Your arteries are like pipes that carry blood from your heart to the rest of your body. High blood pressure, also called hypertension, occurs when your blood moves through your arteries at a higher pressure than normal. One in every three adult Americans or about 65 million people has high blood pressure, also known as hypertension. Many more are at risk of developing it. Over half of all Americans 60 and older have it, and over your lifetime, the risk of developing high blood pressure is 90 percent.

Blood pressure frequently increases with age. Although it can occur in younger men, the risk of developing high blood pressure begins to climb when males reach 45. African-Americans as a whole tend to develop it younger and have more severe hypertension.Obesity or a family history of high blood pressure also increases the risk of developing high blood pressure.

High blood pressure is especially dangerous because it has no symptoms, and people can have it for years without knowing. In fact, it is suspected that one in three Americans with the condition is unaware of it.

The blood pumping through your circulatory system is under pressure, similar to the water in the pipes of your house. When the force exerted against artery walls is abnormally high you have high blood pressure. We all know the eroding effect water has over time. It is capable of weakening and wearing away stone. In this case, the erosion is caused by the river of blood in your bloodstream; your artery walls are much more fragile than rocks and stone. Small bulges, called aneurysms, may form in your blood vessels. Over time, if your blood pressure is not reduced, these bulges weaken even more and may burst resulting in a heart attack or stroke.

You can make some changes in your lifestyle to reduce your High Blood Pressure. Don’t smoke cigarettes or use any tobacco product. The nicotine in cigarettes and other tobacco products causes your blood vessels to constrict and your heart to beat faster, which temporarily raises your blood pressure. If you quit smoking or using other tobacco products, you can significantly lower your risk of heart disease and heart attack, as well as help lower your blood pressure.

Lose weight if you’re overweight. If you’re overweight, losing weight usually helps lower blood pressure. Regular exercise is a good way to lose weight. It also seems to lower high blood pressure by itself.

Eat a healthy diet that includes lots of fruits and vegetables and is low in fat and limit your use of the salt shaker. Not everyone is affected by sodium, but sodium can increase blood pressure in some people. Americans consume 10-15 times more sodium than they need. Don’t add salt to your food. Fast foods and processed foods contain very high amounts of sodium. Many over-the-counter medicines, such as painkillers, also contain large amounts of sodium. Read labels to find out how much sodium is contained in food items. You may not realize how much sodium is in the things you eat every day such as bread and cheese.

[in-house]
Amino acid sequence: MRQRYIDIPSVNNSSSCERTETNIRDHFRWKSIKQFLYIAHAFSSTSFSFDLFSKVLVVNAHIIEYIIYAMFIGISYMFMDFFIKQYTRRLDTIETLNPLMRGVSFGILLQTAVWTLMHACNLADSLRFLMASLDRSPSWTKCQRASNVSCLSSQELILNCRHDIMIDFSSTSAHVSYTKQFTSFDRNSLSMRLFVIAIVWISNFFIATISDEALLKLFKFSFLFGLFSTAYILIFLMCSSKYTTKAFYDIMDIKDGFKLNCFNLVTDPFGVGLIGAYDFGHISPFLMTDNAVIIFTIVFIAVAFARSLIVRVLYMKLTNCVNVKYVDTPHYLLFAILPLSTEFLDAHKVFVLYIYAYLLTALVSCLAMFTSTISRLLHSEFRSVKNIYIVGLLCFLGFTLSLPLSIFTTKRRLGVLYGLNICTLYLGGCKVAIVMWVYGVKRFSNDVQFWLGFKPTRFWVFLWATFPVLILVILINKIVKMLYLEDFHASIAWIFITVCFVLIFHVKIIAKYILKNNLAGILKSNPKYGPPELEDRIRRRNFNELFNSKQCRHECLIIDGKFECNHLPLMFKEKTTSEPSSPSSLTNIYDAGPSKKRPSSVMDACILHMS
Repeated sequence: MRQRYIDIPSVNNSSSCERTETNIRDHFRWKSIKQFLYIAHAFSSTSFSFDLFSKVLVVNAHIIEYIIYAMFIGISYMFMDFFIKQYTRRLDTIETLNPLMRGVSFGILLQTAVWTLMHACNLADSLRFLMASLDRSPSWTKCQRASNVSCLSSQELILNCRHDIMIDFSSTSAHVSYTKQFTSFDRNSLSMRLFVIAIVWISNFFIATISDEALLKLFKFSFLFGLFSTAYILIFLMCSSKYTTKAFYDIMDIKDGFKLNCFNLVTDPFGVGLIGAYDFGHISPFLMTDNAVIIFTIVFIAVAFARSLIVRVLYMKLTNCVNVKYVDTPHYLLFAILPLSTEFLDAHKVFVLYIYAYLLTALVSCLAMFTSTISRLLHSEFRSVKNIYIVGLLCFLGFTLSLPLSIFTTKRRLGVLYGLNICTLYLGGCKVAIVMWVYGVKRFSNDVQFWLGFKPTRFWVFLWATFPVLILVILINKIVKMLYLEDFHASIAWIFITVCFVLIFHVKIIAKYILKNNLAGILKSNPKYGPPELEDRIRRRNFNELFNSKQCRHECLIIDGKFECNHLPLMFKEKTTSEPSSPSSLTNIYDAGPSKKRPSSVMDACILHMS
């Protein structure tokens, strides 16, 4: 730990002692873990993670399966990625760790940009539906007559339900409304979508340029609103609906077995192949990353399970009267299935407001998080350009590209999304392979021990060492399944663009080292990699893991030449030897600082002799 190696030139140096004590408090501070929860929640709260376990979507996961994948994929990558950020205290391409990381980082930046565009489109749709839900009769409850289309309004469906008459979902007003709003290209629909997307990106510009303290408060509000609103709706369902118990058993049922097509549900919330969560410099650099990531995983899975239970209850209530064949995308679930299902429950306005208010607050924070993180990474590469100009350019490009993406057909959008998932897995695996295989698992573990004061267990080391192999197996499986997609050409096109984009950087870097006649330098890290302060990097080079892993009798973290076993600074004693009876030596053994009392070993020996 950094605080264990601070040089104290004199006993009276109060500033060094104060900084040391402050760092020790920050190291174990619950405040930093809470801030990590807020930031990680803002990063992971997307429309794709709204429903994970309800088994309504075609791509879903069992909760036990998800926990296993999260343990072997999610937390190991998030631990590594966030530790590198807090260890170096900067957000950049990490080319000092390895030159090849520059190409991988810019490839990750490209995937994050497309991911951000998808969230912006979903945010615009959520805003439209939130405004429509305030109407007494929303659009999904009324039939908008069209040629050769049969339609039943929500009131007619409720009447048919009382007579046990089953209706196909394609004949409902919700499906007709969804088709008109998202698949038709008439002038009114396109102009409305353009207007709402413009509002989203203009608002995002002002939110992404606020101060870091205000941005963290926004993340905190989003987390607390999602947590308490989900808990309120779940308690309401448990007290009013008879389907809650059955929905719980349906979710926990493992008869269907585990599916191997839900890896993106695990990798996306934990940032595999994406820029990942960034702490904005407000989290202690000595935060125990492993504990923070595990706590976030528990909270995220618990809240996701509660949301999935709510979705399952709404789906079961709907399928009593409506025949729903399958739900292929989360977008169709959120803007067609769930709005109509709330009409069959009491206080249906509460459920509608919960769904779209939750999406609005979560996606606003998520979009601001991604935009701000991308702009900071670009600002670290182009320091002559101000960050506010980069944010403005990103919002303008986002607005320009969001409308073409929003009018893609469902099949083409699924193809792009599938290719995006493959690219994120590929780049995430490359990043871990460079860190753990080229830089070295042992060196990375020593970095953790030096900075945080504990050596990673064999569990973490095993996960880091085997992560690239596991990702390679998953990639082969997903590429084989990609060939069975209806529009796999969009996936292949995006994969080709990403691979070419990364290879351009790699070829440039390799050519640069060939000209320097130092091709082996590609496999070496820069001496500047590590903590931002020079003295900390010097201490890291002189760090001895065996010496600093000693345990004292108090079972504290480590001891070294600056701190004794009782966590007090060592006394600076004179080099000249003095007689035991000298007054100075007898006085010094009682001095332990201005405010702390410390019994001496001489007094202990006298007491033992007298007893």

A sedentary lifestyle contributes to the development of obesity and high blood pressure. Obesity is defined as being 30% or more over your healthy body weight. As your body weight increases, your blood pressure rises. Obese people are 2-6 times more likely to develop high blood pressure than people whose weight is within a healthy range.

The way your body accumulates extra fat is now a cause for concern. Some people gain weight around their belly. This is called central obesity or apple-shaped people. Others store fat around their hips and thighs known as pear-shaped people. Apple-shaped people tend to have greater health risks than pear-shaped people. Your doctor will strongly recommend that obese individuals with high blood pressure lose weight until they are within 15% of their healthy body weight.

Cut back on the amount of alcohol and caffeine you drink. In some people, alcohol causes blood pressure to rise quite alarmingly. In other people, it doesn’t seem to have much effect. If you drink alcohol, limit it to no more than 1 or 2 drinks per day. One drink is a can of beer, a glass of wine or 1 jigger of liquor. If your blood pressure increases with alcohol, it’s best to avoid drinking any alcohol at all.

Stress is a part of everyone’s life. Stress may affect your blood pressure. You can ask your doctor about relaxation techniques to teach you healthier ways of dealing with stress.These techniques work best when used at least once a day. Ask your family doctor for advice.

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